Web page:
Thursday, 12 April 2012 15:33


Multi-cultural parishes are becoming more and more widespread in so many countries, including Australia.  Insights from international experiences offer interesting comparisons.
The Cordate Community is an MSC group living and working in the suburbs of Birmingham, England.  They have a blog on their website.  This entry appeared at Easter time.

L-R: Mark Van Beeumen MSC, Ton Zwart MSC and Con O'Connell MSC



Our Sacred Heart church in Aston is becoming more and more multicultural. The Easter weekend was telling in this respect. We had four baptims: a man and a boy from Nigeria, a girl from the Gambia and a baby from Vietnam. After the Sunday morning Mass I was approached by a family from Ethiopia who wanted to introduce themselves having newly arrived in the parish. They were followed by two Roma women from Eastern Europe, each carrying a bunch of red roses which they wanted to leave as an offering.
The increase of people from all over the world is not typical for our Aston parish. It happens to all innercity parishes. On the one hand it is encouraging to have new blood coming in and see young families lowering the average age of our elderly church congregation. On the other hand, I wonder what the future will bring. The Diocese of Birmingham is about to start a consultation about the restructuring of the diocese and I am afraid that the innercity parishes  will be more than equally affected by it.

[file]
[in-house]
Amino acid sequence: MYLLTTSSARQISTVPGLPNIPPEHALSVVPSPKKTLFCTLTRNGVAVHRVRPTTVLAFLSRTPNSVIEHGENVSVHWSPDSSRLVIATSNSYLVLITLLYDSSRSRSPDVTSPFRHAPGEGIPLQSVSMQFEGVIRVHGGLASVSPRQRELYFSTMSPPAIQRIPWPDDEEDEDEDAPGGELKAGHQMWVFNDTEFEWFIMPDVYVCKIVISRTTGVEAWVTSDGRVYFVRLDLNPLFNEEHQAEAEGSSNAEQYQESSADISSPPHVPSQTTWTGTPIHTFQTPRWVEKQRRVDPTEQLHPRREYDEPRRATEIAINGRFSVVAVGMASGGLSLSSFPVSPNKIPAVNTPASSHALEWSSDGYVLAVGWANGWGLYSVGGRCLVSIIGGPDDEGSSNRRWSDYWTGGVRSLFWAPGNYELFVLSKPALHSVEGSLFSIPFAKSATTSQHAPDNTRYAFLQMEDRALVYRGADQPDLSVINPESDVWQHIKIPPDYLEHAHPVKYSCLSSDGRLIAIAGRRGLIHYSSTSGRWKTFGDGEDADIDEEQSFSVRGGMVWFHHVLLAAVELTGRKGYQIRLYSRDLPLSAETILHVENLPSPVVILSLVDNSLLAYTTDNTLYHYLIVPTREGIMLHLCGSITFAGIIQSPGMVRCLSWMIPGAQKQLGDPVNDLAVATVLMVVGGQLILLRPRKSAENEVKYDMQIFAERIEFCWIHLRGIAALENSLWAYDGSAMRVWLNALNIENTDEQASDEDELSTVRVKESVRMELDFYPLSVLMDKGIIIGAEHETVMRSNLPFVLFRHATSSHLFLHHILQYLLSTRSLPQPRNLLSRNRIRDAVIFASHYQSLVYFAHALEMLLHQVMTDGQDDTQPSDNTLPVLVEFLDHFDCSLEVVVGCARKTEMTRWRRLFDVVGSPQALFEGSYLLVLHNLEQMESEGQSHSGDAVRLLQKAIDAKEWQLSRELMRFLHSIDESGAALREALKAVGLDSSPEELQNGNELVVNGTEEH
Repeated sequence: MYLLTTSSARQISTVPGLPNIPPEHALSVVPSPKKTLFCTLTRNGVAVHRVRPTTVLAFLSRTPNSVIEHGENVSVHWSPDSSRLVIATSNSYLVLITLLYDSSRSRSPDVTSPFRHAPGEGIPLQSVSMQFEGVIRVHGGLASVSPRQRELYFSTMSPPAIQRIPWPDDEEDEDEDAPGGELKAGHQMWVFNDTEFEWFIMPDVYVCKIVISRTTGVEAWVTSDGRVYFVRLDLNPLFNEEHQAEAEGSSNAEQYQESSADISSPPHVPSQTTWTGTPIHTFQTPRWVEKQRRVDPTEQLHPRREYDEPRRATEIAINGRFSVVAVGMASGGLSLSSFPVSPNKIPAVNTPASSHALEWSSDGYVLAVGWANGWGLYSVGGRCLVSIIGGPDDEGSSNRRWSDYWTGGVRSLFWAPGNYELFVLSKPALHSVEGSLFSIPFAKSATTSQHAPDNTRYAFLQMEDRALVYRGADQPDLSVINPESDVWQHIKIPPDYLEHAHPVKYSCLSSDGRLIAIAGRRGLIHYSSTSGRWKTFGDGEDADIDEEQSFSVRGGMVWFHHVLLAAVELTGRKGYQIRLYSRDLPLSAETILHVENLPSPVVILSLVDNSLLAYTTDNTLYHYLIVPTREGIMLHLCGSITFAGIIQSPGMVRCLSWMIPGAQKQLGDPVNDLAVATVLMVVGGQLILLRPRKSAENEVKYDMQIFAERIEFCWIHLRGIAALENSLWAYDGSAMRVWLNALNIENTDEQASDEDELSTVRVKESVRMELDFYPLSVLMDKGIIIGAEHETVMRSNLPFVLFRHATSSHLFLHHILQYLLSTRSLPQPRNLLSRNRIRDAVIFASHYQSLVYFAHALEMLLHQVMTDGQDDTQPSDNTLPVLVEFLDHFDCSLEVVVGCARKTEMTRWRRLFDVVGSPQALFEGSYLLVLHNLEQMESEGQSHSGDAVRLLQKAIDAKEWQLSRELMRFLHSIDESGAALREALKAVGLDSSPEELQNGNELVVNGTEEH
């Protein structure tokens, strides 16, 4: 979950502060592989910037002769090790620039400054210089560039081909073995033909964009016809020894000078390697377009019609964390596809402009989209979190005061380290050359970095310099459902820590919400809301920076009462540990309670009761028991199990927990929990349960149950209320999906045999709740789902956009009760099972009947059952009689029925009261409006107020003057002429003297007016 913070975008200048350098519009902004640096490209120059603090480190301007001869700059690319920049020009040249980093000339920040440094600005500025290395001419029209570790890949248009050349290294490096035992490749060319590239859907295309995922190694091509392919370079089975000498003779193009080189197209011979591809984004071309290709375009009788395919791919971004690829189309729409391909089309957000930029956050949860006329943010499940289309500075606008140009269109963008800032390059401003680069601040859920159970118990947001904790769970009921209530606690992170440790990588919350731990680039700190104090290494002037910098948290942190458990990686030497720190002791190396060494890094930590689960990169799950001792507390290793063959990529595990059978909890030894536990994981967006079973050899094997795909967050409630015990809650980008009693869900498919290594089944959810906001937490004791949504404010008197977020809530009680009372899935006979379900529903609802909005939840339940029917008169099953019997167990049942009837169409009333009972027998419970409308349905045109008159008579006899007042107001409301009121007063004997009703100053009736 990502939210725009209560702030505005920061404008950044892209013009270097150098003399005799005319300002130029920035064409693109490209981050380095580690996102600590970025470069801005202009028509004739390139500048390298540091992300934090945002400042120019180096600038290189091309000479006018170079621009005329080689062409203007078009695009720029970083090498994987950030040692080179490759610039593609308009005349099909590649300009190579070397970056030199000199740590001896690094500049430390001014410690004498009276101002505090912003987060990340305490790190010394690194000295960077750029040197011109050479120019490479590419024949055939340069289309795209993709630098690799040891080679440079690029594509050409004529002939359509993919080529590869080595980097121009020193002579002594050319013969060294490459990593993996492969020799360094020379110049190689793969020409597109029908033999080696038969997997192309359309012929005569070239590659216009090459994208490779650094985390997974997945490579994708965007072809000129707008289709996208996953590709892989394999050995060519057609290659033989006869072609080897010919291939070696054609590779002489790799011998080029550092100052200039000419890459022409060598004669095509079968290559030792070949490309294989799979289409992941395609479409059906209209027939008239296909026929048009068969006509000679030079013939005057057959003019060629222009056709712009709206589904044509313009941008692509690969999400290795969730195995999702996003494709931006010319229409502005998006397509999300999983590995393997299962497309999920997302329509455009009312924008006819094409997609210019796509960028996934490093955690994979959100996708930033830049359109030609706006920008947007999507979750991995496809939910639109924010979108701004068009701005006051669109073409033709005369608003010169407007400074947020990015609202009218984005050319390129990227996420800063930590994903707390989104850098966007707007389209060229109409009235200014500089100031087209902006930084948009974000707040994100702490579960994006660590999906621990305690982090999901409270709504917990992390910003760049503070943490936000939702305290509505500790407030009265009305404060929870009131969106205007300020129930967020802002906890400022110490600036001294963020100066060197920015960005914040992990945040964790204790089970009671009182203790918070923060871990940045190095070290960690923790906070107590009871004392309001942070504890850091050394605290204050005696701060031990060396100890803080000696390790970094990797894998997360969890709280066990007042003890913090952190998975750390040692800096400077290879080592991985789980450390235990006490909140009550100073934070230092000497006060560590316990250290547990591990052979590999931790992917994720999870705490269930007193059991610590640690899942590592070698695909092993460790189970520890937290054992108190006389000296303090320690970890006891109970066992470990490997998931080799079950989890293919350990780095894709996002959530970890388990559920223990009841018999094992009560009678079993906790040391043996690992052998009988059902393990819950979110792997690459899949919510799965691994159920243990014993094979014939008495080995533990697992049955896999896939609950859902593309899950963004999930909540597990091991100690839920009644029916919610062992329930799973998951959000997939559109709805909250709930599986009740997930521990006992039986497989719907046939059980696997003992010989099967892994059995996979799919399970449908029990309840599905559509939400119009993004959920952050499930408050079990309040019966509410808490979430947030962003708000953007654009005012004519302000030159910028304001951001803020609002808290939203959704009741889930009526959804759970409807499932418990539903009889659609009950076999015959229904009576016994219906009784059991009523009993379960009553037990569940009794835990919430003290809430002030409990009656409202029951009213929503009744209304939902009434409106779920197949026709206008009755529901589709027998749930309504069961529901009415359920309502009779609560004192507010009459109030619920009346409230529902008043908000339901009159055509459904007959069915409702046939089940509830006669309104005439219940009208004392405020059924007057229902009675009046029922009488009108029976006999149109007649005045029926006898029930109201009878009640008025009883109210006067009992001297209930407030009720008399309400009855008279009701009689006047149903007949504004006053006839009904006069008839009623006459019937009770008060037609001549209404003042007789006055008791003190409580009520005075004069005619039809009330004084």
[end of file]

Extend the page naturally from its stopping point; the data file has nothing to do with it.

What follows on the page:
For one thing innercity parishes are relatively close together with no more than a mile or two separating one church from another.  Moreover, public transportation (busses, ring and ride) is widely available in the city area and many parishioners make use of it already. It will be more troublesome to travel farther or even to change busses, but it may be argued that these difficulties are not insuperable.
Financial considerations may play a big part too. Innercity parishes are poor parishes located in deprived neighbourhoods which cannot afford the services of a full-time priest. It is rather striking that the Sacred Heart parish together with the two parishes of Nechells have priests with a double function. Apart from their parish ministry they are active as a diocesan functionary or as a school chaplain.
In short,  innercity parishes seem strong candidates, if it becomes necessary in the future to combine parishes or to close some altogether. Nevertheless, what should not be lost in the process is the opportunity offered by the presence of parishioners of diverse cultural backgrounds.  They should be more than welcomed. They are a Godsend to give new vigour to an old church and to make it truly “Catholic”, meaning “universal”.